Best Mutual Display of Skills of All Time By Division

02.09.06 - By Rev. Marc Axelrod: Heavyweight - Ali-Frazier I - The very best Joe Frazier vs a not too far removed from prime Muhammad Ali. I have never seen a greater exhibition of heavyweight skill and heavyweight guts in a single fight. Only Conn-Louis I, Holmes-Norton, and Bowe-Holyfield I can compare. The Thrilla in Manila was great, but both fighters had seen better days. If the Toney-Peter fight is a stinker, pop Ali-Frazier I into your dvd player (or vcr) and all else will be forgotten..

Cruiserweight - Holyfield-Qawi I. This was by far the best fight in this division. Great skills shown by both guys. Lots of heart, lots of punches, and a lot of defensive skill (especially the bobbing and weaving Qawi). Evander received his Master of Sweet Science Degree in this fight, and Qawi earned our eternal respect.

Light-Heavyweight - You could make a case for Archie Moore vs Ezzard Charles I-III, or Saad Muhammad-Johnson 1 and 2, or Lopez 1 and 2. But my pick is for Moore-Durelle. What a war this was! Both guys gave it their all, and Moore picked himself up off the canvas four times to retain his title.

Super-Middleweight - Roy Jones Jr. vs. James Toney. Two of the best fighters of the 1990s near their primes. OK, it wasn't a great fight, and Toney was clearly outclassed, but it was a great display of skill, especially by Jones.

Middleweight - Hagler-Leonard - Some will say Hagler-Hearns, but that was more of a case of one great round, not one great fight. The Sugar Ray-Hagler fight was a huge demonstration of skill, guts, and determination by both guys for 12 rounds. I never get tired of watching reruns. ESPN Classic, are you listening?

Jr. Middleweight - This is a tough one, but I'll say Felix Trinidad vs Fernando Vargas. Can you think of another more evenly contested match of unbeaten warriors at this weight than this match? This fight ruined Vargas, but no one will forget the heart and soul he showed for 12 rounds.

Welterweight - It's between Robinson-Gavilan II for the title and Leonard-Hearns. Not having seen footage of the former, I'll go with Leonard-Hearns. Two unbeaten guys for the welterweight crown and retrospectively, for the title of best welterweight of the 1980s. I don't think I have ever seen a fight where the ebb and flow changed so dramatically. The boxer became the puncher and the puncher became the boxer. Some have suggested that rounds 9-12 may have been the four best rounds Thomas Hearns ever boxed, and others have pointed out that this was Leonard's most impressive and convincing big fight triumph.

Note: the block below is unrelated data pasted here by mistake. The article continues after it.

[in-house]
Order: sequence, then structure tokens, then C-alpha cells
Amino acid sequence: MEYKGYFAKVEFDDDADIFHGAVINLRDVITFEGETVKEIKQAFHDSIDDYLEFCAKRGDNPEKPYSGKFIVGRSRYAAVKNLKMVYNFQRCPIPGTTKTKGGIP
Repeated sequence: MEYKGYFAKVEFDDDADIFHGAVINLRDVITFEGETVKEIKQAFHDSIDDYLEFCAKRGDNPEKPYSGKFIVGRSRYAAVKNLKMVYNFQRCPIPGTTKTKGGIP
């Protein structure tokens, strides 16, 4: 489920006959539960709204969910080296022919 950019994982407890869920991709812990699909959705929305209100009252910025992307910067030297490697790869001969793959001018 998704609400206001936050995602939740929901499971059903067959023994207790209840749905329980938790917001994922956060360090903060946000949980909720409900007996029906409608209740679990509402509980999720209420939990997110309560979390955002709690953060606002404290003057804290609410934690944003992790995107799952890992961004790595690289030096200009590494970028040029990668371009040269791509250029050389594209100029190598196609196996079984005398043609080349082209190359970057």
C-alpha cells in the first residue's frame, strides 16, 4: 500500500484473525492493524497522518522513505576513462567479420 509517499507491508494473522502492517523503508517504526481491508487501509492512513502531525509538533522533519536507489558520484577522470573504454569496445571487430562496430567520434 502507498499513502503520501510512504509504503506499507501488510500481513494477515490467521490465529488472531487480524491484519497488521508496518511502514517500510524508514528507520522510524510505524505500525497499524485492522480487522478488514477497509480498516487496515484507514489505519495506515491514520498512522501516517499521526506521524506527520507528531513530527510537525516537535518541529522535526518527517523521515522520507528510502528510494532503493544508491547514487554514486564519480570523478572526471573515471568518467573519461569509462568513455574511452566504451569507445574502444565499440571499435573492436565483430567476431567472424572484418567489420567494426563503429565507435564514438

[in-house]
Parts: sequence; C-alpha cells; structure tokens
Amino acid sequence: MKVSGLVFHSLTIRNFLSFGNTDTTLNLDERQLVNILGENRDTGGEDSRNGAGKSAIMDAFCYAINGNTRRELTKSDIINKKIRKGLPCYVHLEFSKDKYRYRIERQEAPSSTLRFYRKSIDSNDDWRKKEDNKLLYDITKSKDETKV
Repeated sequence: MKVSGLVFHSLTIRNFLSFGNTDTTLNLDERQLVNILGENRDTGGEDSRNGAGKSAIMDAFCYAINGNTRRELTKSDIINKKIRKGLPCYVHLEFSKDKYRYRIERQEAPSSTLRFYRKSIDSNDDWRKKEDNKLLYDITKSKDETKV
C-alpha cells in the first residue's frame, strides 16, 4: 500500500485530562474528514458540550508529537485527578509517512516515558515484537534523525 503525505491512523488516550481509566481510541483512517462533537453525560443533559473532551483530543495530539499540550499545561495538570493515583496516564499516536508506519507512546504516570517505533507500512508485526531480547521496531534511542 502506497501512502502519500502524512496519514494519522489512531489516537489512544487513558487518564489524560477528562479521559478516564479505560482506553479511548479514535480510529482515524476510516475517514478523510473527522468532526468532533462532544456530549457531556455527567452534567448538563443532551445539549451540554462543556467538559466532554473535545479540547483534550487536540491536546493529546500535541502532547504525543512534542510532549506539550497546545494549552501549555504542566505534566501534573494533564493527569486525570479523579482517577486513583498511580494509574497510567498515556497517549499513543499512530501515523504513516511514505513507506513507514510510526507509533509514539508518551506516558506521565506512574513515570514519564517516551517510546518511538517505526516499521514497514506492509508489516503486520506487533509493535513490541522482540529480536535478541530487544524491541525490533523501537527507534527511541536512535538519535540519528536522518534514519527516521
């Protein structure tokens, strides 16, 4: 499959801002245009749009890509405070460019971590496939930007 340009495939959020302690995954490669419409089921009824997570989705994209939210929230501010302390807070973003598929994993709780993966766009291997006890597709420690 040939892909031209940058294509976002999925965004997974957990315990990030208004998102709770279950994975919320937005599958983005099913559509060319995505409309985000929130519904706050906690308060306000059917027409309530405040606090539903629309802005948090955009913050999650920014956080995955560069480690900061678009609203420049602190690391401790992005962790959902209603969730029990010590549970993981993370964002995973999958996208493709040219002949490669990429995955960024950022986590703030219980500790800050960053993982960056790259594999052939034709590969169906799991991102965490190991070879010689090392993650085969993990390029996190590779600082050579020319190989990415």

Jr. Welterweight - Aaron Pryor vs. Alexis Arguello I. This was not only the best combined exhibition of skill ever at the 140 pound limit, but it was one of the best fights that I have ever seen. 14 pounds of pressure and a little black bottle helped Aaron win his career defining boxing match. But this was also a great performance by Arguello, who was probably past his peak, but still better than anyone else at 140 pounds.

Lightweight - This is tough. Duran-Buchanan deserves an honorable mention. Maybe Duran-Dejesus II and III. But I'm leaning toward Henry Armstrong vs Lou Ambers, June 22, 1938. This was was so heated that Hammerin Hank doesn't remember anything past round 10 if memory serves me (someone
help me out here).

Jr. Lightweight - Maybe Alexis Arguello-Alfredo Escalera 1 and 2. Two all out wars. Two of the best Jr.Lightweights ever! Escalera came into this match with an insane 17 straight successful title defenses (he probably deserved to lose against Tyrone Everett, but that's the subject of another article). Arguello said years later in an interview that the second Escalera fight was the roughest match he had ever been in.

Featherweight - I would have to say Willie Pep-Sandy Saddler II. The two best featherweights of all time in a fight that was not marred by fouls or injuries like their subsequent bouts. Barrera-Morales I and III are honorable mentions.

Jr. Featherweight - How about Wilfredo Gomez vs. Carlos Zarate? Well, it was evenly matched until the end of the 4th round, anyway ....

Bantamweight - Maybe Jeff Chandler-Julian Solis I, or Zarate-Zamora. I say the Z boys! Going into this match, both guys had a crazy combined record of 67-0 with 66 knockouts. You knew someone was going down when the combatants signed for this fight. Almost as entertaining was the fight between the fathers afterward!

Flyweight - Michael Carbajal-Humberto Gonzalez I

Article posted on 03.09.2006

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